Also read | Unexpected violence creates atmosphere of apprehension in JNU

Voting is free and fair and students pick candidates of their choice without any pressure. Most students joining the university are not affiliated to any political party or even ideology. Animated discussions are common near the various dhabas, in hostel rooms and all the various open spaces — rarely do any of these turn ugly. If the Left has been elected since long, that is because the students wanted it that way. Obviously, this has been a matter of great frustration for the Congress and BJP as, unlike the Delhi university, neither has ever been able to dominate the JNU students’ union.

There is no great conspiracy in this. The low-cost model of electioneering and the absence of  big money have historically been attributed by students within the campus to have worked to the Left’s advantage. The power of ideas and the oratory of students have determined their victory. So don’t be surprised that Kanhaiya Kumar won the elections — his oratorial  skills are now widely acknowledged even by his opponents. In the past, students like DP Tripathi (who was with the Nationalist Congress Party), Sitaram Yechury and Prakash Karat (both CPM) made their mark similarly.

For the unexplored

Incidentally, the JNU campus is itself a site to behold. Part of the Aravalli range of mountains,  the over 1,000-acre of campus is so vast that a newcomer can easily get lost in it. It is difficult to walk from one part of the campus to another — there is a bus service within the campus that caters to students and faculty. There are wild animals like the Nilgai and the black scorpion within the JNU forest area. It is common for students to come across a variety of rare birds,  snakes and forest-dwelling animals.

For students who manage to get into the university, the experience therefore is diverse and exposure to politics, among other things, is revealing. The academic structure too is innovative and allows for experimentation to the extent that sometimes topics chosen for study and research can seem arcane.

Many on the outside, with little exposure to JNU, question the time taken for students to complete their research. That is the nature of the social sciences the world over where students age, get married and live in married scholars’ hostels continuing their study. To question the utility of such education is myopic as the benefits are not always immediately tangible.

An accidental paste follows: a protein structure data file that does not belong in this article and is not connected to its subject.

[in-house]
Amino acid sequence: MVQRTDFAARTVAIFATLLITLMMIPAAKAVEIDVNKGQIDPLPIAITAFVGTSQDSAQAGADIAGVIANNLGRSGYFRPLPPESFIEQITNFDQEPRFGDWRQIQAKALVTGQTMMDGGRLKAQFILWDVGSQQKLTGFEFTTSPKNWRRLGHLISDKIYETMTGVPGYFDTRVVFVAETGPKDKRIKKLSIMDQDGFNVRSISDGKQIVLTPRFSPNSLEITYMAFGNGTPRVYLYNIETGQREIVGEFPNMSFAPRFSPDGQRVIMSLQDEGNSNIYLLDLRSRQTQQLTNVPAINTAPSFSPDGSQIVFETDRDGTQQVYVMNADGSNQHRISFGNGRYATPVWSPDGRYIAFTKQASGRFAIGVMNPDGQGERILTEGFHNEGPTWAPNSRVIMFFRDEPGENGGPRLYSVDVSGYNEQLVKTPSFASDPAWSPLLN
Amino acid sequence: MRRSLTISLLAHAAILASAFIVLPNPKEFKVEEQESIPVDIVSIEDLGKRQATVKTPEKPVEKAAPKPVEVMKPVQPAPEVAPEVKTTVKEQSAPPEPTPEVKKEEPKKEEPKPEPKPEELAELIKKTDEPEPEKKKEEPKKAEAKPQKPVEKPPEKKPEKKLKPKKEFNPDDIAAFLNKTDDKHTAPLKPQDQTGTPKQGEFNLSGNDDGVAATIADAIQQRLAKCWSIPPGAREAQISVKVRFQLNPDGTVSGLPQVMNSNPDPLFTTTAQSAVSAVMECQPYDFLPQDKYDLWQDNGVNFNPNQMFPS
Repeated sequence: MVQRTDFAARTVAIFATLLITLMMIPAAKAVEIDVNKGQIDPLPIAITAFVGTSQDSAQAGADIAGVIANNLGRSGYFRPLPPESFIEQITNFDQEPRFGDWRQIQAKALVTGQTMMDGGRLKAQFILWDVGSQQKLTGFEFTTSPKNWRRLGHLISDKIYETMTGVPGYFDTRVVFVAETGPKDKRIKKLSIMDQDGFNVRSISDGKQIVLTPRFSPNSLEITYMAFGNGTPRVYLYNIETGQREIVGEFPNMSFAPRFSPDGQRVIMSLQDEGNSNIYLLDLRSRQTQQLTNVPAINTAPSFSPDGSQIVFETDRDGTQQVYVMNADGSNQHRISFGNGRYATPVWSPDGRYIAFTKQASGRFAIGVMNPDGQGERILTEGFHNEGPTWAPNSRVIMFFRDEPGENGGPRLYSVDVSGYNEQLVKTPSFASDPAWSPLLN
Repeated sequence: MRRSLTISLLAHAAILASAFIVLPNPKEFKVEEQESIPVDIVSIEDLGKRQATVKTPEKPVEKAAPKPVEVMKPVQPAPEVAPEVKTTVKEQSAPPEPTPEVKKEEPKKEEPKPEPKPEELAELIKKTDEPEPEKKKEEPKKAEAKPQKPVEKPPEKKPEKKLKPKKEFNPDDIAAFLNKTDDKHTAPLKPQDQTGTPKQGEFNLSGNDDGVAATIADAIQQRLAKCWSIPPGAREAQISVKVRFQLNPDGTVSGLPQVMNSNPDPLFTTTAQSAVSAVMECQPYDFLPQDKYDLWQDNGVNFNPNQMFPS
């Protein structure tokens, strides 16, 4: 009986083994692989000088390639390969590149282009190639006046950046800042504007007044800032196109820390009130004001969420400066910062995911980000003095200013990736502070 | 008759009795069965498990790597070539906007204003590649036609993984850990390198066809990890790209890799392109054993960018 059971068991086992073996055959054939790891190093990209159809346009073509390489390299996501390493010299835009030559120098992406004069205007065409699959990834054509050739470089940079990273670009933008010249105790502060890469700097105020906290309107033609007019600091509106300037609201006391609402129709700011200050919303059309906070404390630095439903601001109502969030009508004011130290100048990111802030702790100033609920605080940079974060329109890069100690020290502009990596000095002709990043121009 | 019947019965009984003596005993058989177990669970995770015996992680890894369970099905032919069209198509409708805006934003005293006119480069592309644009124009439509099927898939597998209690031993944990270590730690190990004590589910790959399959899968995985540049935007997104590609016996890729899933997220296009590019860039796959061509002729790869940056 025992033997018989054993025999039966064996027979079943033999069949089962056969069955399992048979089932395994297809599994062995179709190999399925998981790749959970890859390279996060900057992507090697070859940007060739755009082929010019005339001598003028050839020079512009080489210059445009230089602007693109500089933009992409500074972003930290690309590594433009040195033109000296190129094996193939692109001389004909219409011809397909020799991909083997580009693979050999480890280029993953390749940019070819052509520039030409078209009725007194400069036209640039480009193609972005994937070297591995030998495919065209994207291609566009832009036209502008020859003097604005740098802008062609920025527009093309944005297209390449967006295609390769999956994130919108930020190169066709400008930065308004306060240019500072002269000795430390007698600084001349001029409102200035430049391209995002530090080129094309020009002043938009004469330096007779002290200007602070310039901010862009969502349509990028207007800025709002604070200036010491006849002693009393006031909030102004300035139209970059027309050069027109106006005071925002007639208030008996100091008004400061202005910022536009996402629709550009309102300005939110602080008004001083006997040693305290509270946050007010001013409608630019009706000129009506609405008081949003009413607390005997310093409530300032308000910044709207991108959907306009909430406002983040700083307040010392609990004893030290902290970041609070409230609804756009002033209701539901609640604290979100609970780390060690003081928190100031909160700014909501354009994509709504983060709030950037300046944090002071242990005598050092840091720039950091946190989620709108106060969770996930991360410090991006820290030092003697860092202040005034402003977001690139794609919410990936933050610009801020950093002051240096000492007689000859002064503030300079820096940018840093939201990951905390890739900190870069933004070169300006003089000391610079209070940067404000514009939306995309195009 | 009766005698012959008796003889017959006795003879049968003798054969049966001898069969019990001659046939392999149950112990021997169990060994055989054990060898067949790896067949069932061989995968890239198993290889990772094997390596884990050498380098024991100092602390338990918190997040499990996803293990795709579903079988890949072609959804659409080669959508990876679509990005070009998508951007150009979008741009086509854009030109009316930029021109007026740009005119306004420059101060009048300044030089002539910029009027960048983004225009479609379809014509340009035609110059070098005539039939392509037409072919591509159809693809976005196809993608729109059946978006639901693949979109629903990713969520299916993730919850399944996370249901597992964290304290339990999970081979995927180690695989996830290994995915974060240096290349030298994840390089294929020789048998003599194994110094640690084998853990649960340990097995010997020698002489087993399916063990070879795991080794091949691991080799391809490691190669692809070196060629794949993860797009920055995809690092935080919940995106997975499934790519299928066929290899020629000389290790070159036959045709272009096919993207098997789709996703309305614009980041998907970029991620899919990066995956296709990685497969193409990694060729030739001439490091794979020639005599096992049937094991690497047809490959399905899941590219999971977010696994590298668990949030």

Debates and dhabas

So much of importance is given to debates, discussions, arguments, etc. that even the most diffident students feel encouraged to question anything and everything. It makes them seem anti-establishment and occasionally they attract the attention of outsiders, like the meeting in 2016 to discuss the merit involving the hanging of Afzal Guru for his involvement in the 2001 Parliament attack.

This was not the first time that the students were involved in something controversial. If the Afzal Guru meeting had not been noticed by the outside world, it would have just passed off as another heated event to be quickly forgotten until another issue came up. The arrival in power at the Centre of the right-wing BJP government and the fact that the union was Left-controlled was reason enough for the issue to be blown up. Since then, the university has lurched from one controversy to another — almost all of them under a better-disposed and wiser administration could have been handled more maturely.

The students, as a body, have over the years taken on all kinds of governments including the Congress during the Emergency and even the CPM in 1989 in the aftermath of the Tiananmen Square massacre in China. So, for anyone who assumes that only the BJP, RSS or its affiliate, the ABVP, is a target, think again.

Lest we forget, JNU students were at the forefront helping victims and families of those targeted during the anti-Sikh riots in 1984 and during the protests that helped draw the country’s attention to the 2012 Delhi gang rape incident.

Within the University, the various administrations have been hauled over the coals several times in the past including the well known strike in 1983 when many students were sent to prison, only to make a dramatic escape (but that is different story). So the current Vice-Chancellor M Jagadesh Kumar is not the only one to face the brunt of student anger.

The ultimate paradox

The ultimate paradox is that the students who, within the university are anti-establishment, end up mostly joining the very system they had a problem with, including the civil services, banks and mainstream political parties. There have been a few who did venture out to work with the poor and marginalised after their stint in JNU, like Chandrashekhar Prasad who was gunned down in Bihar in the late ’90s.

If anyone wonders why the influential JNU alumni has generally been quiet and not been more vocal in support of the students, that is because very few are in a position to protest. Probably, the only ones with still some space to express their anger and disapproval are those in the academics within and outside the university besides a few in the media, the arts and in politics.